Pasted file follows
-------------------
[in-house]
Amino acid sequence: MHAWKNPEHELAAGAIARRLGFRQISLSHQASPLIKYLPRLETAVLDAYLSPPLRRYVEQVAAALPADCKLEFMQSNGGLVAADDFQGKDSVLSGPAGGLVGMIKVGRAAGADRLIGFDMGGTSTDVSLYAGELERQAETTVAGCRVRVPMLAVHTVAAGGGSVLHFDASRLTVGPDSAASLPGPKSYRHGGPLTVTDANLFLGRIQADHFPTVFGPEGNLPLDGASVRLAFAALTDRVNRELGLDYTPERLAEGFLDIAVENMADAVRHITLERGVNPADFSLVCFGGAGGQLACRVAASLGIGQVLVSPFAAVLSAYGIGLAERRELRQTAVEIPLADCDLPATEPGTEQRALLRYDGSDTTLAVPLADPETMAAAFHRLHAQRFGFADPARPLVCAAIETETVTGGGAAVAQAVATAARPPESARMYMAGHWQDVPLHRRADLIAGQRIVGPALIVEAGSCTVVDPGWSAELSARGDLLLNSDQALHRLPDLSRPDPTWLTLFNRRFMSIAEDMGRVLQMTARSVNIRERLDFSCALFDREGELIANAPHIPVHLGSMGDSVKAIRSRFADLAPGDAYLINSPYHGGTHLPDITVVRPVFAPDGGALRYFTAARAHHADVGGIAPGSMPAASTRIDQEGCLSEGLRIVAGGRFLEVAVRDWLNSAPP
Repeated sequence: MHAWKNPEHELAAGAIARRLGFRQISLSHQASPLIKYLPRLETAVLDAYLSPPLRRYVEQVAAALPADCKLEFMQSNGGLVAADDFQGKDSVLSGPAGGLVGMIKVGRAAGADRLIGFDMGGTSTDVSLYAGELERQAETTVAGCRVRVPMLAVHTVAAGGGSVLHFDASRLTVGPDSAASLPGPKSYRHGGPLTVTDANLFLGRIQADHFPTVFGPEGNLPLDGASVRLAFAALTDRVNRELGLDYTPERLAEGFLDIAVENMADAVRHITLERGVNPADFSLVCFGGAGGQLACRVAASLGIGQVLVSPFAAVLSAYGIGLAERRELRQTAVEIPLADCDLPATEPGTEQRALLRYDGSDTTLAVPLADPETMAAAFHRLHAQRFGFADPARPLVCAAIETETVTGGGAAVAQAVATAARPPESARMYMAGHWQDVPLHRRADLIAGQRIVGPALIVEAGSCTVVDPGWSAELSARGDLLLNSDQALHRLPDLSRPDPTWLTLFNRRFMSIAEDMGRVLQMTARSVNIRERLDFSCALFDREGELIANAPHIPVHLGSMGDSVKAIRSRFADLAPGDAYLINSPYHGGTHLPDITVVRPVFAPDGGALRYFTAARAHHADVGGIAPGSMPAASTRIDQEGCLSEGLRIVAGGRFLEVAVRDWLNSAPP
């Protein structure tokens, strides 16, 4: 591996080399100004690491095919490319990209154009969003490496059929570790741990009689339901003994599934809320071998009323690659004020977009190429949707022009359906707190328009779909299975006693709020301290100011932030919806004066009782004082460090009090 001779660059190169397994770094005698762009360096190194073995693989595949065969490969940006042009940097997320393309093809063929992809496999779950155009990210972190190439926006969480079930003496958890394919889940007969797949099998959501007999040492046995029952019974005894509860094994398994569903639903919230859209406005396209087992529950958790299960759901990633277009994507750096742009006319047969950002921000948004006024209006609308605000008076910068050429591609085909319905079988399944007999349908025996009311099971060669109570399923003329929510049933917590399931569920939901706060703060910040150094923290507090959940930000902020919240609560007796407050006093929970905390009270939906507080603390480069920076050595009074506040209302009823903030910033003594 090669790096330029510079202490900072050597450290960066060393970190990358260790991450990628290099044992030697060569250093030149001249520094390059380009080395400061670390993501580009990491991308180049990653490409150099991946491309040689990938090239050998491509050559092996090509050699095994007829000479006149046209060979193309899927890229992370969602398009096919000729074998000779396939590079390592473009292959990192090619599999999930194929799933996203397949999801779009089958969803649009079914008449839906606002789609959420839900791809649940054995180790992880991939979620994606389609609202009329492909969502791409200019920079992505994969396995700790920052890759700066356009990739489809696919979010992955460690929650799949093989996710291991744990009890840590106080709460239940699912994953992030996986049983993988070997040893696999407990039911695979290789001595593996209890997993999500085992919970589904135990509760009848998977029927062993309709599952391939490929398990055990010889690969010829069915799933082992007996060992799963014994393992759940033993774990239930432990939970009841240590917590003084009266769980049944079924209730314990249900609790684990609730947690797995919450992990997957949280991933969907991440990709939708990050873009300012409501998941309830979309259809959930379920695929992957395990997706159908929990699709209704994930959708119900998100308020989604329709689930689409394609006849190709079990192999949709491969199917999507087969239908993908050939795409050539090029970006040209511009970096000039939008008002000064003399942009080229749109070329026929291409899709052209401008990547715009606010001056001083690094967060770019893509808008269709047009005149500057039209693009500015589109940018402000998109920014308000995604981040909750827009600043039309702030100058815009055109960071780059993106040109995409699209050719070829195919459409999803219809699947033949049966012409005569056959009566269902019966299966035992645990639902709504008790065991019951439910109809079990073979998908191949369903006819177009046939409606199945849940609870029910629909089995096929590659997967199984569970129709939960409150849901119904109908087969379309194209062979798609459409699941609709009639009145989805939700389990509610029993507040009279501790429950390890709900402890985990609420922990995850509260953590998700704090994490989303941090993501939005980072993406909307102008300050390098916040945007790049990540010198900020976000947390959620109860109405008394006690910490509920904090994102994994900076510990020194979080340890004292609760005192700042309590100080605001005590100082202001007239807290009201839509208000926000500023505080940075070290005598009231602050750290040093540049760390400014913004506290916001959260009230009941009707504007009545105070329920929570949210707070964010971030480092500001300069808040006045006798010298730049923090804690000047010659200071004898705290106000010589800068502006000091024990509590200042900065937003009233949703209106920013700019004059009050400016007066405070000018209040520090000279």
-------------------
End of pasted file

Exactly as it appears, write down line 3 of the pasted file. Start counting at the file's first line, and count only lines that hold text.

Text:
Repeated sequence: MHAWKNPEHELAAGAIARRLGFRQISLSHQASPLIKYLPRLETAVLDAYLSPPLRRYVEQVAAALPADCKLEFMQSNGGLVAADDFQGKDSVLSGPAGGLVGMIKVGRAAGADRLIGFDMGGTSTDVSLYAGELERQAETTVAGCRVRVPMLAVHTVAAGGGSVLHFDASRLTVGPDSAASLPGPKSYRHGGPLTVTDANLFLGRIQADHFPTVFGPEGNLPLDGASVRLAFAALTDRVNRELGLDYTPERLAEGFLDIAVENMADAVRHITLERGVNPADFSLVCFGGAGGQLACRVAASLGIGQVLVSPFAAVLSAYGIGLAERRELRQTAVEIPLADCDLPATEPGTEQRALLRYDGSDTTLAVPLADPETMAAAFHRLHAQRFGFADPARPLVCAAIETETVTGGGAAVAQAVATAARPPESARMYMAGHWQDVPLHRRADLIAGQRIVGPALIVEAGSCTVVDPGWSAELSARGDLLLNSDQALHRLPDLSRPDPTWLTLFNRRFMSIAEDMGRVLQMTARSVNIRERLDFSCALFDREGELIANAPHIPVHLGSMGDSVKAIRSRFADLAPGDAYLINSPYHGGTHLPDITVVRPVFAPDGGALRYFTAARAHHADVGGIAPGSMPAASTRIDQEGCLSEGLRIVAGGRFLEVAVRDWLNSAPP